Generically, the problem is to take small polygons (HUC 12 watersheds intersected with counties and/or minor civil divisions) and disolve those into larger polygons that meet a couple of criteria:
- Population ~ state population divided by the number of districts to be assembled.
- Minor Civil Divisions (or in the case of high-density areas, census blocks/block groups) remain in the same district. (I can ensure this by pre-disolving some of the original polygons into slightly larger polygons.)
- Compactness -- resulting district polygons should have ratios of first- and second-longest axes being close to 1 (or some other measure?)
- Preference to add HUCs upstream to add population, rather then add rather then next door. Or, at minimum, I would want to stay within the same next-level watershed (i.e. if I am adding two HUC 12s to form a district, they must be in the same HUC 10).
I have a general idea that I should start with the largest HUC I can (e.g., if no HUC 12 will stand alone, I work with HUC 10s), but where do I start? I could start at the downstream end of the state border for each HUC 10, for example, then add upstream (or adjacent same-order) HUC 10sstate boundaries, perhaps, then move upstream from each one HUC12 at a a time. I would like to have code do all the adding, searching, comparing, etc.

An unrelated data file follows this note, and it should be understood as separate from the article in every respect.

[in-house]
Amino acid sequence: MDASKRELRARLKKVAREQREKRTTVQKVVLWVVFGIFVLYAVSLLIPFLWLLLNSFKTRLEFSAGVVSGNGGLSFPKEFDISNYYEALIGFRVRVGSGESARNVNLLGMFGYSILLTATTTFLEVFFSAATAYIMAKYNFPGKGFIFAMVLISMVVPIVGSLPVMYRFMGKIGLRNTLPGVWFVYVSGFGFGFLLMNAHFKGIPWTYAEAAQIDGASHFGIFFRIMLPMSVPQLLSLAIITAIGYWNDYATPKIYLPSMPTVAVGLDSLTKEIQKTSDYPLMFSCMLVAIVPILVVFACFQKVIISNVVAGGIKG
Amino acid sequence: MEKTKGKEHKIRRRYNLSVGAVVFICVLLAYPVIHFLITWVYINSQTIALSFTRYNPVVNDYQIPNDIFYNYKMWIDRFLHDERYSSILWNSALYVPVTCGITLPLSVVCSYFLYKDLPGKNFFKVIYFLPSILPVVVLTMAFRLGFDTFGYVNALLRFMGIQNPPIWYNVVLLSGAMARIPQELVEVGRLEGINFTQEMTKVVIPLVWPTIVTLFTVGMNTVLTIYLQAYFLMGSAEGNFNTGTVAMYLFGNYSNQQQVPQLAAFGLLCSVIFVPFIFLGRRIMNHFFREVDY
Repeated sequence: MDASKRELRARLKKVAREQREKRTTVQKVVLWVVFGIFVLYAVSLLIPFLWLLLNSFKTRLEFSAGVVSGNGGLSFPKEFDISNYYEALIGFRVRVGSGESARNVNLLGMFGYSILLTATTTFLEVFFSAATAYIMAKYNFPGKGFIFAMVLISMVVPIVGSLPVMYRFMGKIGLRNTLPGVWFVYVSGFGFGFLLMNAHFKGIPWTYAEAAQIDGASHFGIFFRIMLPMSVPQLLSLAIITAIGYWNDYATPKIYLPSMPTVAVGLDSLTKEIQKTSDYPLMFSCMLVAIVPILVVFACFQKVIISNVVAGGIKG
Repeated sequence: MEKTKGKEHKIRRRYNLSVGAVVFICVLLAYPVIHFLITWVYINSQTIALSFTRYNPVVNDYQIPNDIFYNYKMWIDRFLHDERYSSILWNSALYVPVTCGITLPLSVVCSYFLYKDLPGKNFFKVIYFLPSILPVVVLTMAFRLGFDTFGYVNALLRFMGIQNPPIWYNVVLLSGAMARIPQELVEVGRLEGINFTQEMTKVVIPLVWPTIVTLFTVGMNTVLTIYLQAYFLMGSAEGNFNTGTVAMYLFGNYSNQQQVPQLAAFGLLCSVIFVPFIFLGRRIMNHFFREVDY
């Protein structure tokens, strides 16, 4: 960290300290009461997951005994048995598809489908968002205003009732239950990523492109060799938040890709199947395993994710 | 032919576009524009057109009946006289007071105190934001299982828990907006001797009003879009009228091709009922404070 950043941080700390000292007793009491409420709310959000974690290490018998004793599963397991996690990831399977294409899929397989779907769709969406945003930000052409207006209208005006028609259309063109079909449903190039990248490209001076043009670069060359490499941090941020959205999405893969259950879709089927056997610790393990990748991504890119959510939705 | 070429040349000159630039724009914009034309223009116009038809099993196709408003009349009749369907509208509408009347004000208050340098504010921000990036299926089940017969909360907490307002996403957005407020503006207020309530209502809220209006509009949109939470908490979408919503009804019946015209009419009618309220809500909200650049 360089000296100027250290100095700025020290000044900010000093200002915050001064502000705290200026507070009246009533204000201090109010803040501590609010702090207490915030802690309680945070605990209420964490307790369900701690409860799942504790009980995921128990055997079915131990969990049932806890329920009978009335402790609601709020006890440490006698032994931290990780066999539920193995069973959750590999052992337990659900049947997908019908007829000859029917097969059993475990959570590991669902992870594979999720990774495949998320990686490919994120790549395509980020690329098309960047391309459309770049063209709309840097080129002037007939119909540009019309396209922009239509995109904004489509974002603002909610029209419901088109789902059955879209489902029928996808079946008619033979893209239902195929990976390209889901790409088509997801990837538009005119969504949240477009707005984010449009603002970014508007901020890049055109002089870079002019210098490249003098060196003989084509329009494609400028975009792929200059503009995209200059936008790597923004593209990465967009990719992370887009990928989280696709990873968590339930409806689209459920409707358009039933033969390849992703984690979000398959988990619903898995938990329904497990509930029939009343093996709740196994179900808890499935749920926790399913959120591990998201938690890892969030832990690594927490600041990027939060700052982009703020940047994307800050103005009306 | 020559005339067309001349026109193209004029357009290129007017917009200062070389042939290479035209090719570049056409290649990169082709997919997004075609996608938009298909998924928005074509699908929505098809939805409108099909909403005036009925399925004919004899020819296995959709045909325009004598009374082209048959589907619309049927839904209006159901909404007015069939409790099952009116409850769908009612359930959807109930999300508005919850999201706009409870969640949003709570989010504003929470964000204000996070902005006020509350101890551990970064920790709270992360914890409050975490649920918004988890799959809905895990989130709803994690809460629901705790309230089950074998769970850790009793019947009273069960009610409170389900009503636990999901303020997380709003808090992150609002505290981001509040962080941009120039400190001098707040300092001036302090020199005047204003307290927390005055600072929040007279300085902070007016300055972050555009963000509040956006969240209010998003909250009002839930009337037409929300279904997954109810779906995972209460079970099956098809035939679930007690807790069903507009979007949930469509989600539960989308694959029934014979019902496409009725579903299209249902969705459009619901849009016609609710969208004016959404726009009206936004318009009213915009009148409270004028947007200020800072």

I wonder if anyone has tried something similar for this or other purposes. It's a generic QGIS problem, but my interest in it now is that Virginia has put redistricting into the hands of court-ordained pair of individuals, and I'd like to float the idea that we could be representing groups of people in an ecologically meaningful way, rather than ending up with political gerrymanders.
I know it won't happen this round, but I'd like to start a conversation about what should unite people.